Kenya is considering moving its crude oil to Mombasa by road and railway as President Uhuru Kenyatta’s administration races to hit export markets before the General Election set for August next year.
The Energy ministry has offered Rift Valley Railways (RVR) the contract to move the oil over a distance of more than 800km, from Eldoret to the Kipevu-based Kenya Petroleum Refineries (KPR) from as early as February next year.
By choosing trucks and train, Mr Kenyatta’s administration appears determined to sidestep bureaucracy involved in constructing a joint pipeline with Uganda in an effort to beat its tight timelines.
“We are quite ambitious but we know we will be able to pull this off in the next 12-16-month window,” said the head of Presidential Delivery Unit Nzioka Waita.
“And as we speak, work has been done to improve the road network from Lokichar to Lodwar and from Lodwar to Kapenguria to increase the shoulder size to allow trucks which carry crude oil to convey it to Kitale and subsequently to Eldoret,” Mr Nzioka said in a presentation made during the Governors’ Summit last week.
The upgrade of the 213km- road from Lokichar to Kitale has been top of the government’s agenda as it looks to facilitate the quick transport of crude to an export terminal in Mombasa.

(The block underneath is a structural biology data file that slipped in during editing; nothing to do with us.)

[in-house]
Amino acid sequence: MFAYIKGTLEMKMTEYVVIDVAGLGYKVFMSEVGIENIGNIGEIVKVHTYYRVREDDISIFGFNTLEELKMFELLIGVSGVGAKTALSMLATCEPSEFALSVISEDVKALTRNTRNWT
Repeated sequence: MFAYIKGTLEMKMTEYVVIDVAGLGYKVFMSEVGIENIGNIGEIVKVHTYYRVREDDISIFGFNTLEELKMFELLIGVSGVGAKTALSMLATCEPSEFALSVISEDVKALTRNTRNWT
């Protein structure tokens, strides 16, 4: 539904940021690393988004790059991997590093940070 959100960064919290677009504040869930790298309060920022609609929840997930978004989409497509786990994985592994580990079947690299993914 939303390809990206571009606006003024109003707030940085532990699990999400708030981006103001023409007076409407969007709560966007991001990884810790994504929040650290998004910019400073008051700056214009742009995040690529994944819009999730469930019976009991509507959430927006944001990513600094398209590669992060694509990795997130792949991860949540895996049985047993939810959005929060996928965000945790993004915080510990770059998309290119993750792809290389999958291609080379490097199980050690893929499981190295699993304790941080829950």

Kenyan officials also appear to be keen on sidestepping the long process of constructing a joint crude oil refinery under discussion with Rwanda, South Sudan and Uganda.
The joint projects were supposed to be built in public-private partnership model.
South Sudan is embroiled in civil strife since 2013 while Uganda has in recent months been preoccupied with political campaigns that culminated into Thursday’s election.
Uganda, which aims to start crude production by 2018, recently signed an agreement with Tanzania to explore the possibility of building a crude oil pipeline between the two countries.
Although Uganda had agreed to the Kenyan route, it said Nairobi had to guarantee security for the pipeline, along with financing and cheaper fees than alternatives.
Settling for a route through Tanzania could slow some projects in Kenya, which are planned to run alongside the pipeline on the land corridor in the North of the country to Lamu, where Kenya wants to build a new port to serve the region.
“We are now trying to refurbish Kipevu plant– which has only been bringing petroleum in – to take petroleum out,” said Mr Nzioka.
“At the Kipevu plant, they’ll do what they call first line refinery and then take that into the export market.”